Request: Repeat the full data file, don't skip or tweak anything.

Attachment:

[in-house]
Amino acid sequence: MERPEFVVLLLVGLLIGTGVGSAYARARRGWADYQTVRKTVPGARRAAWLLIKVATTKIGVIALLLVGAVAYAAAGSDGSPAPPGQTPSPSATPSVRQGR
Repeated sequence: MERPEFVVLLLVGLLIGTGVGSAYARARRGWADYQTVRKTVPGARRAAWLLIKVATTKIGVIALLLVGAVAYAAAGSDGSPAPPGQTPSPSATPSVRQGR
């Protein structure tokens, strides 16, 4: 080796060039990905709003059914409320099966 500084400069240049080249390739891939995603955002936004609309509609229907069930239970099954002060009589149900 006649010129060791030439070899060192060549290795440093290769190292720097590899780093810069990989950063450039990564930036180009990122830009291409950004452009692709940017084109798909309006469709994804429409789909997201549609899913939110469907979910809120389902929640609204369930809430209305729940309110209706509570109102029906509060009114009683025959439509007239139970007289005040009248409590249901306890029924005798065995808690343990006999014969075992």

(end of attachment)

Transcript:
[in-house]
Amino acid sequence: MERPEFVVLLLVGLLIGTGVGSAYARARRGWADYQTVRKTVPGARRAAWLLIKVATTKIGVIALLLVGAVAYAAAGSDGSPAPPGQTPSPSATPSVRQGR
Repeated sequence: MERPEFVVLLLVGLLIGTGVGSAYARARRGWADYQTVRKTVPGARRAAWLLIKVATTKIGVIALLLVGAVAYAAAGSDGSPAPPGQTPSPSATPSVRQGR
């Protein structure tokens, strides 16, 4: 080796060039990905709003059914409320099966 500084400069240049080249390739891939995603955002936004609309509609229907069930239970099954002060009589149900 006649010129060791030439070899060192060549290795440093290769190292720097590899780093810069990989950063450039990564930036180009990122830009291409950004452009692709940017084109798909309006469709994804429409789909997201549609899913939110469907979910809120389902929640609204369930809430209305729940309110209706509570109102029906509060009114009683025959439509007239139970007289005040009248409590249901306890029924005798065995808690343990006999014969075992």